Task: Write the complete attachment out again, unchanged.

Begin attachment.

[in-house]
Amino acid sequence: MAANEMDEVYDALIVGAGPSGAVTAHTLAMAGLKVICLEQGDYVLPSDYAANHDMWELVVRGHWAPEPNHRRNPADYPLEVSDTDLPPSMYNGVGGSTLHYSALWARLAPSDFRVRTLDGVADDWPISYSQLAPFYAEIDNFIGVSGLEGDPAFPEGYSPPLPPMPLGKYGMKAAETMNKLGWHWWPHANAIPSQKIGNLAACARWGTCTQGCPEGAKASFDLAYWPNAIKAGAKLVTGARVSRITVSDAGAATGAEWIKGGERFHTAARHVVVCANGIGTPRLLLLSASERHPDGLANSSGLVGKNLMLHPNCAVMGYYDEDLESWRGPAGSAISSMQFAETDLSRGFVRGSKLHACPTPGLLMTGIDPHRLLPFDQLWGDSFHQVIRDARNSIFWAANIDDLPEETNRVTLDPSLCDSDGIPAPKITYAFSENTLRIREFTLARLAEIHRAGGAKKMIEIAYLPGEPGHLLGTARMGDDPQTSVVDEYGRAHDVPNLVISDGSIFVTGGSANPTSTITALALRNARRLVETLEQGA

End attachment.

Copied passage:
[in-house]
Amino acid sequence: MAANEMDEVYDALIVGAGPSGAVTAHTLAMAGLKVICLEQGDYVLPSDYAANHDMWELVVRGHWAPEPNHRRNPADYPLEVSDTDLPPSMYNGVGGSTLHYSALWARLAPSDFRVRTLDGVADDWPISYSQLAPFYAEIDNFIGVSGLEGDPAFPEGYSPPLPPMPLGKYGMKAAETMNKLGWHWWPHANAIPSQKIGNLAACARWGTCTQGCPEGAKASFDLAYWPNAIKAGAKLVTGARVSRITVSDAGAATGAEWIKGGERFHTAARHVVVCANGIGTPRLLLLSASERHPDGLANSSGLVGKNLMLHPNCAVMGYYDEDLESWRGPAGSAISSMQFAETDLSRGFVRGSKLHACPTPGLLMTGIDPHRLLPFDQLWGDSFHQVIRDARNSIFWAANIDDLPEETNRVTLDPSLCDSDGIPAPKITYAFSENTLRIREFTLARLAEIHRAGGAKKMIEIAYLPGEPGHLLGTARMGDDPQTSVVDEYGRAHDVPNLVISDGSIFVTGGSANPTSTITALALRNARRLVETLEQGA